Easy python solution with explaination

  • 134

    Basic idea:

    1. First char of input string is first char of repeated substring
    2. Last char of input string is last char of repeated substring
    3. Let S1 = S + S (where S in input string)
    4. Remove 1 and last char of S1. Let this be S2
    5. If S exists in S2 then return true else false
    6. Let i be index in S2 where S starts then repeated substring length i + 1 and repeated substring S[0: i+1]
    def repeatedSubstringPattern(self, str):
            :type str: str
            :rtype: bool
            if not str:
                return False
            ss = (str + str)[1:-1]
            return ss.find(str) != -1

  • 0

    thank you for your amzaing solution!!!!

  • 3

    @rsrs3 Thanks for your amazing solution! Could you share your thoughts on how to technically prove this solution is correct? It passed all the test cases, but I still have no idea why it works.

  • 0

    Good solution @rsrs3 but as @Eastknight said it would be nice if we know why this works.

  • 42

    @rohan5 @Eastknight

    Let's say T = S + S.
    "S is Repeated => From T[1:-1] we can find S" is obvious.

    If from T[1:-1] we found S at index p-1, which is index p in T and S.
    let s1 = S[:p], S can be represented as s1s2...sn, where si stands for substring rather than character.
    then we know T[p:len(S) + p] = s2s3...sn-1sns1 = S = s1s2...sn-2sn-1sn.
    So s1 = s2, s2 = s3, ..., sn-1 = sn, sn = s1,Which means S is Repeated.

    I should fix this because len(si) == len(sj) has not be proved. The procedure becomes complicated :-(
    Let s1 = S[:p], S can be represented as s1X1.
    then S = X1s1 = s1X1 (A).

    1. len(X1) < len(s1) is false because if so we should find S in T[1:-1] at index len(X1) rather than len(s1) = p.

    2. len(X1) == len(s1) and (A) => X1 = s1 => S is Repeated.

    3. len(X1) > len(s1) and (A) => X1 has prefix s1 so can be represented as s1X2.
      X1 = s1X2 and (A) => s1X2s1= s1s1X2 =>X2s1 = s1X2 (B).
      len(X2) < len(s1) is false because if so (A) and (B) => S = X2s1s1 = s1s1X2 and we should find S at index len(X2) rather than p.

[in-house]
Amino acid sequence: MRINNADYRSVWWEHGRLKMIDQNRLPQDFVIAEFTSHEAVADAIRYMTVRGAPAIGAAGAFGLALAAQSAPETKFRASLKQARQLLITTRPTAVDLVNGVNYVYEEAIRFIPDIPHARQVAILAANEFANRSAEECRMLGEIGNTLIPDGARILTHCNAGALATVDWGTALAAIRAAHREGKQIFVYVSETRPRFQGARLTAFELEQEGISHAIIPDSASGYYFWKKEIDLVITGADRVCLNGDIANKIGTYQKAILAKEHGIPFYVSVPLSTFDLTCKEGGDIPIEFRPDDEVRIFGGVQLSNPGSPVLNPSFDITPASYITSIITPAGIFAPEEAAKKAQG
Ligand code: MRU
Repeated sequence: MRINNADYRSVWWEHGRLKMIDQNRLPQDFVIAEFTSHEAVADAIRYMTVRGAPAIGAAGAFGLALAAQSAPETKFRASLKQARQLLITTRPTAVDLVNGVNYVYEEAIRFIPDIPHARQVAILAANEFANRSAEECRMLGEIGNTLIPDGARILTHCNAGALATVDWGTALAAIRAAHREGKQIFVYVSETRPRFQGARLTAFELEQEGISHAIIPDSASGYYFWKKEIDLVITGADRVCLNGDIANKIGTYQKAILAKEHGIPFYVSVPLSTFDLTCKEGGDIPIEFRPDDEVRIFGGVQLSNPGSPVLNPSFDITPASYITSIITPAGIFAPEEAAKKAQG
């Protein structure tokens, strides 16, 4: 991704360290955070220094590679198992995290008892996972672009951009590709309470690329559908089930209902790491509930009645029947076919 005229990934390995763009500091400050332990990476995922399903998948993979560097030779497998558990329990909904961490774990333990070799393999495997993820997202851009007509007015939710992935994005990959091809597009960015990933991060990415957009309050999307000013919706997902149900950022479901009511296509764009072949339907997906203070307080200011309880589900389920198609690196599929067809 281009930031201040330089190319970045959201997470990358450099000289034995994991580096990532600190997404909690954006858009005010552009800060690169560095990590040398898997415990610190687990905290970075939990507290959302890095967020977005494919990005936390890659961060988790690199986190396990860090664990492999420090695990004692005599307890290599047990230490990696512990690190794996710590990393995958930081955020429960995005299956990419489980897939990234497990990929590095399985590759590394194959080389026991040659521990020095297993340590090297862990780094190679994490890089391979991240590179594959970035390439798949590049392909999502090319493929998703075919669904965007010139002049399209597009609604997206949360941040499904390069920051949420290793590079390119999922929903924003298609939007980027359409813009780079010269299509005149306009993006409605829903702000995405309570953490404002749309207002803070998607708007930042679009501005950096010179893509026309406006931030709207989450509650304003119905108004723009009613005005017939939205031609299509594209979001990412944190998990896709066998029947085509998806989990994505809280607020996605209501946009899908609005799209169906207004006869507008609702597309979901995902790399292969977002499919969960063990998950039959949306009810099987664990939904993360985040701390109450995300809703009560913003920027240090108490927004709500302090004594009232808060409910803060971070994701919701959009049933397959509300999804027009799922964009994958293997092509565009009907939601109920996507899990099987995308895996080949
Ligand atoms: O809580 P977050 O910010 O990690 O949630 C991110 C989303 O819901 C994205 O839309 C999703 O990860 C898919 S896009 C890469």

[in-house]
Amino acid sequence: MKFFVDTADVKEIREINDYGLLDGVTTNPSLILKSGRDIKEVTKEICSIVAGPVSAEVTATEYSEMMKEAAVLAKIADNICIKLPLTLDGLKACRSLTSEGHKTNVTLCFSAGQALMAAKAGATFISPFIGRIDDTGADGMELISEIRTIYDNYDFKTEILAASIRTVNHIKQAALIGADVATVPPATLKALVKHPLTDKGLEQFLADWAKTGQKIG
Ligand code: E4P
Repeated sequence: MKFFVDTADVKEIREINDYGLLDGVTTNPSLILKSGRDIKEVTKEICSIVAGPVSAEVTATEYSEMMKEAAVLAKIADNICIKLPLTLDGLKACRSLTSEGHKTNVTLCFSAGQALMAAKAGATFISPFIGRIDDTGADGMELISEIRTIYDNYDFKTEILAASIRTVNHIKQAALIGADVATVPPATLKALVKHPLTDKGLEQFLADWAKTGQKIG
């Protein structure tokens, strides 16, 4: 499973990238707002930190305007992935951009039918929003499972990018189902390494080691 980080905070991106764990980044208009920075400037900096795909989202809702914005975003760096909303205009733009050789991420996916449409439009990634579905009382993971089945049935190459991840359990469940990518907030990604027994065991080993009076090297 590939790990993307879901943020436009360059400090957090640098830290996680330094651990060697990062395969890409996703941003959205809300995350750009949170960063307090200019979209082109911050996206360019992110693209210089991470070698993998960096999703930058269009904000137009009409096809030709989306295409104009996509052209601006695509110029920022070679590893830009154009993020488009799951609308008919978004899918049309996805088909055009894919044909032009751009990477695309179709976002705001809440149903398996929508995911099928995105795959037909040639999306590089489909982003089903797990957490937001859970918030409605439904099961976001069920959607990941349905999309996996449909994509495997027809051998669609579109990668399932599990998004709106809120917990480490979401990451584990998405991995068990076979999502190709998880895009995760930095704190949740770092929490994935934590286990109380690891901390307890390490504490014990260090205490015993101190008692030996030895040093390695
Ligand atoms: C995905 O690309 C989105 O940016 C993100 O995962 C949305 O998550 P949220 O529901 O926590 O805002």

As long as len(Xi-1) > len(s1), we can get Xis1 = s1Xi through the prefix step and prove len(Xi) < len(s1) is false through the index step. Eventually we can get a Xn, len(Xn) == len(s1) and Xns1 = s1Xn => Xn = s1 => S = s1X1 = s1s1X2 = ... = s1s1...s1Xn-1 = s1s1...s1s1Xn => S is Repeated.

  • 49

    Wow that's nice. But the code can be nicer, at least better use the in operator:

    def repeatedSubstringPattern(self, str):
        return str in (2 * str)[1:-1]

  • 2

    @QuentinLewes thanks! this makes it clear!

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  • 0

    Awesome!!!! Best solution for this problem!!

  • 5

    Perhaps a simpler proof for From T[1:-1] we can find S => S is Repeated:
    Suppose S = s1s2, where s1 in S[1:] and s2 in S[:-1], which means S = s1s2 = s2s1 and WLOG we can assume len(s1) < len(s2).
    We only need to prove that s2 = s1...s1. This is directly from s1s2 = s2s1 as well (if you compare char by char).

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  • 28

    The explanation for why that works is pretty straight forward.

    Consider a string S="helloworld". Now, given another string T="lloworldhe", can we figure out if T is a rotated version of S? Yes, we can! We check if S is a substring of T+T.

    Fine. How do we apply that to this problem? We consider every rotation of string S such that it's rotated by k units [k < len(S)] to the left. Specifically, we're looking at strings "elloworldh", "lloworldhe", "loworldhel", etc...

    If we have a string that is periodic (i.e. is made up of strings that are the same and repeat R times), then we can check if the string is equal to some rotation of itself, and if it is, then we know that the string is periodic. Checking if S is a sub-string of (S+S)[1:-1] basically checks if the string is present in a rotation of itself for all values of R such that 0 < R < len(S).

  • 18

    Wow. It is super smart. The best solution for the problem.
    Let me make a note for future reference.

    If the string S has repeated block, it could be described in terms of pattern.
    S = SpSp (For example, S has two repeatable block at most)
    If we repeat the string, then SS=SpSpSpSp.
    Destroying first and the last pattern by removing each character, we generate a new S2=SxSpSpSy.

    If the string has repeatable pattern inside, S2 should have valid S in its string.

  • -1

    @QuentinLewes thanks, the explanation is clear and easy to follow.

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  • -1

    perfect solution ! thanks for contribution!

  • -1

    Simple and very good solution.

    Not only for python, ur code helps everyone .. thanku

  • -1

    Here is a java solution of the same idea:

    public boolean repeatedSubstringPattern(String s) {
            String c = (s + s).substring(1, s.length() + s.length() - 1);
            return c.indexOf(s) != -1;

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